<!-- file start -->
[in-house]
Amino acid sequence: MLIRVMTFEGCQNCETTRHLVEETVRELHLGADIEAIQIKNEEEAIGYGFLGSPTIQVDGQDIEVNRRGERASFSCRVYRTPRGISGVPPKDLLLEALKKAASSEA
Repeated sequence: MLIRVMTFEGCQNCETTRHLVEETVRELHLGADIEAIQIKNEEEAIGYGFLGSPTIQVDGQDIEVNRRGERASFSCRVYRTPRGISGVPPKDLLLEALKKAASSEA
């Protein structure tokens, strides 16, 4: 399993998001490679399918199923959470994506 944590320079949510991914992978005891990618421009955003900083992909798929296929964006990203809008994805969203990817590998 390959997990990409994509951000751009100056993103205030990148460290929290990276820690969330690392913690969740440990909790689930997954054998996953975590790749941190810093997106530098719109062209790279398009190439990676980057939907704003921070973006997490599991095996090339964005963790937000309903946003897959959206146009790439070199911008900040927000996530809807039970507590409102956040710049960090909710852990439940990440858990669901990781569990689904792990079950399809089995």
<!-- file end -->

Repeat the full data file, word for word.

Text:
[in-house]
Amino acid sequence: MLIRVMTFEGCQNCETTRHLVEETVRELHLGADIEAIQIKNEEEAIGYGFLGSPTIQVDGQDIEVNRRGERASFSCRVYRTPRGISGVPPKDLLLEALKKAASSEA
Repeated sequence: MLIRVMTFEGCQNCETTRHLVEETVRELHLGADIEAIQIKNEEEAIGYGFLGSPTIQVDGQDIEVNRRGERASFSCRVYRTPRGISGVPPKDLLLEALKKAASSEA
């Protein structure tokens, strides 16, 4: 399993998001490679399918199923959470994506 944590320079949510991914992978005891990618421009955003900083992909798929296929964006990203809008994805969203990817590998 390959997990990409994509951000751009100056993103205030990148460290929290990276820690969330690392913690969740440990909790689930997954054998996953975590790749941190810093997106530098719109062209790279398009190439990676980057939907704003921070973006997490599991095996090339964005963790937000309903946003897959959206146009790439070199911008900040927000996530809807039970507590409102956040710049960090909710852990439940990440858990669901990781569990689904792990079950399809089995």